by Shawn Bostad
Monday, November 10, 2008
Trail Factor Run Report - Fish Creek Campground, Estacada, OR
TRAIL FACTOR Run Report #3 - Fish Creek to Indian Henry and Back along Clackamas River
by Shawn Bostad
by Shawn Bostad
It was another great Trail Factor Run Today. We had a very spritely group show for the Estacada outing. It was a solid group made up of 8 runners. Shawn, Jessi, Mallory, Rob, Ben, Paul, Chris and William made up the bulk of early risers. Both Chris and William were new to the Trail Factor group and they were certainly a great addition to this morning’s run.
Today’s TRAIL FACTOR run took us into and past Estacada. Estacada is located southeast of Portland and is the last small town that you hit before heading into the Mt. Hood National Forest on Hwy 224. It’s about a 47 mile drive to the trail head, but takes a bit longer due to the nature of the roads traveled. Lots of lights and turns littered our pathway.
The planned route was to begin at the Fish Creek campground and trail head. Actually, I’m pretty sure it’s called the Clackamas River Trail. Regardless, the trail starts at the Fish Creek Campground and travels about 7.8 miles to the Indian Henry Campground and then we run back. The trail has a total elevation gain of about 1,000ft, which is one of the main reasons we chose to run it this weekend. We’ve been running so many big hills lately that it was time for a bit of a “hill run up and down break”. At least that’s what my old knees were telling me.
We started off pretty casually down the trail. Today was another moist day, but at least it wasn’t
raining. The foliage has been so spectacular lately with fall in full swing, but one issue that arises is the number of leaves littering the ground. Some sections of this trail are very technical and it can make for some tricky running when the leaves cover up all the rocks and roots. It’s kind of like running on landmines. You never know when you’re going to hit a TRAIL FACTOR style root or rock explosion. That’s basically what the first 2-3 miles of running was like on this trail.
We were all lined up like little piglets for the first mile, but soon started to separate. The first part of the trail is pretty rocky and starts with a good little climb. It doesn’t climb much, but just enough to wake the legs up and get your pulse racing. This is one of my favorite aspects of this trail. No ultra long sustained climbs, which allow you to run faster, but just enough risers and turns to keep your pace in check.
The trail continues up stream. It’s really beautiful running up and down right alongside of the Clackamas River. It’s a tremendous looking river, with cool rapids and large clear pools of water for swimming and wading. It’s a perfect summertime run location. There’s nothing like a cool dip in the Clackamas River after a sweaty hot run.
Another really cool aspect of the trail is the waterfall that sits about halfway through the run. It’s a great stop off that adds about a ½ mile to your overall trip, but is well worth the detour. It cascades into a big pool and would also be great in the summertime dip spot.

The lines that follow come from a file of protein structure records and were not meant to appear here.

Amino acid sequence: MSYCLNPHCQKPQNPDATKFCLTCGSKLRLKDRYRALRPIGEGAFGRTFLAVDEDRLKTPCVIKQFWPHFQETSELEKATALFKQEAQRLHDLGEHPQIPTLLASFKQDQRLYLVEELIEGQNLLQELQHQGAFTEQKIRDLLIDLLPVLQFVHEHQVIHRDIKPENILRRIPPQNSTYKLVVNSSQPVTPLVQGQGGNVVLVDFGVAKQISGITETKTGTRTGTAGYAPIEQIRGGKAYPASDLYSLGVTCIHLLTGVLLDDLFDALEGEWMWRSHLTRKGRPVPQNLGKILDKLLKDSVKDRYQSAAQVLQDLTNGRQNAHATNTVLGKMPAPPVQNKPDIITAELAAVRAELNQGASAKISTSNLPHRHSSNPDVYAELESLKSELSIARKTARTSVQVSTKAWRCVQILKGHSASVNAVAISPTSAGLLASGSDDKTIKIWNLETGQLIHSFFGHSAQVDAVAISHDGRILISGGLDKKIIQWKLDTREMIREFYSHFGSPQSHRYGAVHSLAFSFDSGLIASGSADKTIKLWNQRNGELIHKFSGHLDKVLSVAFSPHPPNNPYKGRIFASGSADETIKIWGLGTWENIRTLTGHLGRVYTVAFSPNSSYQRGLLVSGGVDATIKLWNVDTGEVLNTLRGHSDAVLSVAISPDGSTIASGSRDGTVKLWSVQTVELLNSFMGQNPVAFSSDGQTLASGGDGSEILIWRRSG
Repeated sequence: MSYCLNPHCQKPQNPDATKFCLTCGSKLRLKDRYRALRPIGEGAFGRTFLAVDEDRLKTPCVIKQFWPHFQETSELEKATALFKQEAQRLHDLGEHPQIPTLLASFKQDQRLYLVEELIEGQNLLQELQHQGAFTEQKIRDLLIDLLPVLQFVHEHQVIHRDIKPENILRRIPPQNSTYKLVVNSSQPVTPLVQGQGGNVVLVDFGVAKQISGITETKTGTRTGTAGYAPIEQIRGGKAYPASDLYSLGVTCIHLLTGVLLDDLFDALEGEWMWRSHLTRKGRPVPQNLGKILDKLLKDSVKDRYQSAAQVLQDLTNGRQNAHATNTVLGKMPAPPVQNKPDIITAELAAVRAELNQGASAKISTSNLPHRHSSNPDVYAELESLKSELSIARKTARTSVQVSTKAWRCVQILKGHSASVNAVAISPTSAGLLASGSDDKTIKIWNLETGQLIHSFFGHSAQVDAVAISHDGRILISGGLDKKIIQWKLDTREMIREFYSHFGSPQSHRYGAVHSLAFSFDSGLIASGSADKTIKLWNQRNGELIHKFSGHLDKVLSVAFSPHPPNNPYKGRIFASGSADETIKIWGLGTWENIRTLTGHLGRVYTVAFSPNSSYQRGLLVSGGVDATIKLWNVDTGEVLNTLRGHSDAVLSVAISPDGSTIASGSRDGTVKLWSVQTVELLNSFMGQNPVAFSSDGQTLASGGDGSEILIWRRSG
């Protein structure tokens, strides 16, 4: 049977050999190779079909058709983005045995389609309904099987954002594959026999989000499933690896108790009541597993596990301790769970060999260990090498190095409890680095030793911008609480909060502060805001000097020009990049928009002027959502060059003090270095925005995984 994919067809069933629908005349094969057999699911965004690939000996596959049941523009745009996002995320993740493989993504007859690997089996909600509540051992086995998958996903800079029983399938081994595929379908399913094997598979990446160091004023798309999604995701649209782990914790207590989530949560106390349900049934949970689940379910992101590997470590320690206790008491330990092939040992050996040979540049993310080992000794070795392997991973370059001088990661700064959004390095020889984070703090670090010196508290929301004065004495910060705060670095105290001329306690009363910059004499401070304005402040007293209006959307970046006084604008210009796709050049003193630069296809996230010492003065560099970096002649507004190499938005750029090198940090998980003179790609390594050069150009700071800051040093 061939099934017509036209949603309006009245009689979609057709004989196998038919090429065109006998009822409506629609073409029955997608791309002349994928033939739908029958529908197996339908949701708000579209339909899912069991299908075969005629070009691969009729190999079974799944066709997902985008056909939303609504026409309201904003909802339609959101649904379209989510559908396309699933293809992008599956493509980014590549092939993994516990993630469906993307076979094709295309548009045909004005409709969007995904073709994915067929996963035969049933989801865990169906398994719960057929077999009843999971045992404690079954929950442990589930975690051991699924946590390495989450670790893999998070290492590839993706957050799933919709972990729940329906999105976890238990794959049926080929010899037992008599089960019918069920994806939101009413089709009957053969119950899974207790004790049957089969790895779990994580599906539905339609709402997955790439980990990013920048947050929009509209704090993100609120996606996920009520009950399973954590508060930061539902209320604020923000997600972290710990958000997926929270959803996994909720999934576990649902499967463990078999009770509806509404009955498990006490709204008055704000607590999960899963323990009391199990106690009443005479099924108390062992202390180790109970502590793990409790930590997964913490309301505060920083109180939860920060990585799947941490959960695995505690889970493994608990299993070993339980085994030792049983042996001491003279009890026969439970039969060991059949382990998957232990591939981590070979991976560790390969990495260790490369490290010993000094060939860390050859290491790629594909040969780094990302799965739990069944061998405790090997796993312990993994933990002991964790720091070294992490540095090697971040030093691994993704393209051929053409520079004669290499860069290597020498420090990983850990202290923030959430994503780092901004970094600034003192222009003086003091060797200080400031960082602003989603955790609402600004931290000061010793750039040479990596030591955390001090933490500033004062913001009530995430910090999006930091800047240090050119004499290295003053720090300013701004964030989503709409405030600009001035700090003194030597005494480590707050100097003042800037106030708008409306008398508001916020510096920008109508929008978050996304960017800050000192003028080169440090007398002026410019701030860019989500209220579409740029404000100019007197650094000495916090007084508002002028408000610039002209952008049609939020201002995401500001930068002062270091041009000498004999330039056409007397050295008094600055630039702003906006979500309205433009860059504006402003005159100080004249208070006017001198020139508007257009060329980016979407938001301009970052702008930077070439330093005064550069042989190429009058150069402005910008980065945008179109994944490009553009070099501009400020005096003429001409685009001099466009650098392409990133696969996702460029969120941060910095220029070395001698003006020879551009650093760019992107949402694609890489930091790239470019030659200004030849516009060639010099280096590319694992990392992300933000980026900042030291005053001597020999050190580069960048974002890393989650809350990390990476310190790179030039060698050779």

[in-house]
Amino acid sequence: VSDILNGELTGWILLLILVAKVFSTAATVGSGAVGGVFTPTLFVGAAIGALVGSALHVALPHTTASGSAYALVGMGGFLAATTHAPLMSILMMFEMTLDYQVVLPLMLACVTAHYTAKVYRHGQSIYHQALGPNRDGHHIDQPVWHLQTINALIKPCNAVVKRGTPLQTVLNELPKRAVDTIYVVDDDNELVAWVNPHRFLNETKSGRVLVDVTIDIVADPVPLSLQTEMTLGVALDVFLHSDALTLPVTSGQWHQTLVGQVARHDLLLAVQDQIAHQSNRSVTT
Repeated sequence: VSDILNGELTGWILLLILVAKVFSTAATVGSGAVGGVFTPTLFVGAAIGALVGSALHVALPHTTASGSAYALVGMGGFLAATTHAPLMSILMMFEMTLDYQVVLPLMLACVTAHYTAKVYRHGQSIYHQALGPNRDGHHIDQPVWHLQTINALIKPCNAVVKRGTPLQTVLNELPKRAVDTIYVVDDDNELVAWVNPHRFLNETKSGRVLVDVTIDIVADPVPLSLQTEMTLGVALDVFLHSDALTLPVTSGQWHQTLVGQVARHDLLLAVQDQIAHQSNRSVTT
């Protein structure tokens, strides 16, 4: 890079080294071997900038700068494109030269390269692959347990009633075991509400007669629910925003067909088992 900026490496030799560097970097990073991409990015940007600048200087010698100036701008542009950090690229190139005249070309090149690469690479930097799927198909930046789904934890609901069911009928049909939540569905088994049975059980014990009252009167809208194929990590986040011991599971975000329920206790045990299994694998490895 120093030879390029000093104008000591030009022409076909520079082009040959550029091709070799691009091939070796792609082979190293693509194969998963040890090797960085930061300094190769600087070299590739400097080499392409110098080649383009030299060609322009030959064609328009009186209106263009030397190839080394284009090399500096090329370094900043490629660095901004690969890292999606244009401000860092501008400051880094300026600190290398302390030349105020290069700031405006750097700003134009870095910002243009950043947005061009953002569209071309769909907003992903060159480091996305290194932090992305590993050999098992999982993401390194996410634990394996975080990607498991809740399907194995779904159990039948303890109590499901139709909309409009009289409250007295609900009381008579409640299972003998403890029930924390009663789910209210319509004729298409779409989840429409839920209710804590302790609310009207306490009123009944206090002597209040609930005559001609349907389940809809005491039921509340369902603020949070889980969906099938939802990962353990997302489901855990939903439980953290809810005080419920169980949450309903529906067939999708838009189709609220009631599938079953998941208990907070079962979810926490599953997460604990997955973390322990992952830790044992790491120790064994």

For some reason, I completely missed the turn to the falls today. Ben and I went right by, which was probably the precursor to what could have been a very sticky situation.
I know all of us have done this in some way or another, but we almost lost Bens car key and got seriously TRAIL FACTORED today. We were cruising along and Ben calls to me and says, “Crap, Shawn. I think I dropped my car key.” I think most runners who run in the Pacific Northwest know what that means. Foliage, ferns, and debris don’t offer much open searchable trail. We were sure it was a goner. However, being goal oriented people that we are, we didn’t give up. I’m glad we didn’t. I found the key lovingly dropped on a leaf right in front of me. It’s as if it wanted to be found.
Ben looked at his glove, which had a little pocket that previously held his key and wondered about its effectiveness. He said, “I’m going to put this key in my shorts zipper pocket.” I think it put us on edge for a minute, but we soon relaxed back into smooth running.
Once you navigate the 7.8 mile trail, you end up in the Indian Henry campground. It’s really convenient in the summer when all the bathrooms are open. It’s fall and winter now, so everything is locked up. Regardless, Ben and I drank from the creek that runs out of the hills alongside the campground. I hope I don’t get Giardia. I don’t think I will, it was really fast moving water and I don’t think I noticed any large feces piles.
Robert and Chris soon made it to the other end of the trail. We had a little pow-wow and started the trek back to the cars. Not too long after starting back on the trail, we saw Paul, Mallory, William, and Jessi. We all performed a few TRAIL FACTOR high-fives and kept on going. Everyone looked strong and ready for round two of the Trail.
The Trail back is much more downhill. The run out is where you gain most of your elevation. You’ve already run the trail out, so you know what to expect, which makes it much easier.
On the way back you get more great views, leaves and twisty trail. Ben and I ended our run in 2:08 and the rest sporadically came in after that.
Even though the trail was wet, we were wet and a bit chilly; most of us opted for a post run Clackamas River soak. It was a great capper to our 15.8 mile run.
Afterwards, we all huddled together and chatted about the run and with our new TRAIL FACTOR buddies Chris and William. Chris is a med school and loves running new trail. William is an experienced trail runner with many big races under his belt. It was great to get to know them and hope to see them again.
Thanks for coming out and we hope to see you all next weekend on another great TRAIL FACTOR run.
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